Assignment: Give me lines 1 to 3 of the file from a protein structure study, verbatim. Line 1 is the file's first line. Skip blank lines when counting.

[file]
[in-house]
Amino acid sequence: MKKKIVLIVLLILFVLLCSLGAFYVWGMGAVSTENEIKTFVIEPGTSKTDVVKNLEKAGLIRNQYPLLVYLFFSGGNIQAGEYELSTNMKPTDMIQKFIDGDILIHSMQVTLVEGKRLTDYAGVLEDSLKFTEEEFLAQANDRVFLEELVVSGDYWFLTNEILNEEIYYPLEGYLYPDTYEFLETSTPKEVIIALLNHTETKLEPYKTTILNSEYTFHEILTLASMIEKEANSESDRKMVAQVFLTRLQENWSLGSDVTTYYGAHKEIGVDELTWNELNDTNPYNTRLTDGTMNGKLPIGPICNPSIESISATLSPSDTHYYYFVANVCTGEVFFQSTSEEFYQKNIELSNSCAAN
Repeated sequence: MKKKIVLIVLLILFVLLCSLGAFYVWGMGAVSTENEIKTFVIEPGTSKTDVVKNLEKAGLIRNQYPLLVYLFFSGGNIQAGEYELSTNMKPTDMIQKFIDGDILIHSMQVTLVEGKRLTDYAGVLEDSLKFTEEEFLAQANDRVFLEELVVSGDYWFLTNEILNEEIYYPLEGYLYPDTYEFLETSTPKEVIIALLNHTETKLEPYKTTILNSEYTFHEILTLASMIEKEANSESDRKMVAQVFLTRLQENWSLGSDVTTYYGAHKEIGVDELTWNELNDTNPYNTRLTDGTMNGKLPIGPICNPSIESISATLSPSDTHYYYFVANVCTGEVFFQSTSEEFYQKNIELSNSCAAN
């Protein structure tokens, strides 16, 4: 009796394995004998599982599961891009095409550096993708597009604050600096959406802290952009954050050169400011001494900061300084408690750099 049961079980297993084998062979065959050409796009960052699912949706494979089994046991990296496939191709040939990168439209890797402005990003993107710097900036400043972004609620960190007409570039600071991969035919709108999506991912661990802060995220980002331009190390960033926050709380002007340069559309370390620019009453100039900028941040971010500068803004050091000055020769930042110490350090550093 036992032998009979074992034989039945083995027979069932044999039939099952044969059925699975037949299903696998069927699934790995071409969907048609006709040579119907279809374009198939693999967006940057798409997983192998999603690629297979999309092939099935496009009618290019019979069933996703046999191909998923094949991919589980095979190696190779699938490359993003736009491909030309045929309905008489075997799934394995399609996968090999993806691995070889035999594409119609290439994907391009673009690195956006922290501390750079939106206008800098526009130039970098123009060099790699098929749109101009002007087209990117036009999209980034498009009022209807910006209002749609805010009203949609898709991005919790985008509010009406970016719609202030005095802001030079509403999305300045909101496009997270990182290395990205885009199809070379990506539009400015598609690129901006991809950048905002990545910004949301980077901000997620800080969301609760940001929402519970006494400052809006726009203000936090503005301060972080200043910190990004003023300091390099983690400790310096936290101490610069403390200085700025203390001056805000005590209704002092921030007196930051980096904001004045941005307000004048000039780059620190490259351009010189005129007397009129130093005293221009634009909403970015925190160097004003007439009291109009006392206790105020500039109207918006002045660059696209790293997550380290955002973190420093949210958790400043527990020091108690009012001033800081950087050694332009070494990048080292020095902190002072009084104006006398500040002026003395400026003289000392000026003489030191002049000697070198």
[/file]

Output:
[in-house]
Amino acid sequence: MKKKIVLIVLLILFVLLCSLGAFYVWGMGAVSTENEIKTFVIEPGTSKTDVVKNLEKAGLIRNQYPLLVYLFFSGGNIQAGEYELSTNMKPTDMIQKFIDGDILIHSMQVTLVEGKRLTDYAGVLEDSLKFTEEEFLAQANDRVFLEELVVSGDYWFLTNEILNEEIYYPLEGYLYPDTYEFLETSTPKEVIIALLNHTETKLEPYKTTILNSEYTFHEILTLASMIEKEANSESDRKMVAQVFLTRLQENWSLGSDVTTYYGAHKEIGVDELTWNELNDTNPYNTRLTDGTMNGKLPIGPICNPSIESISATLSPSDTHYYYFVANVCTGEVFFQSTSEEFYQKNIELSNSCAAN
Repeated sequence: MKKKIVLIVLLILFVLLCSLGAFYVWGMGAVSTENEIKTFVIEPGTSKTDVVKNLEKAGLIRNQYPLLVYLFFSGGNIQAGEYELSTNMKPTDMIQKFIDGDILIHSMQVTLVEGKRLTDYAGVLEDSLKFTEEEFLAQANDRVFLEELVVSGDYWFLTNEILNEEIYYPLEGYLYPDTYEFLETSTPKEVIIALLNHTETKLEPYKTTILNSEYTFHEILTLASMIEKEANSESDRKMVAQVFLTRLQENWSLGSDVTTYYGAHKEIGVDELTWNELNDTNPYNTRLTDGTMNGKLPIGPICNPSIESISATLSPSDTHYYYFVANVCTGEVFFQSTSEEFYQKNIELSNSCAAN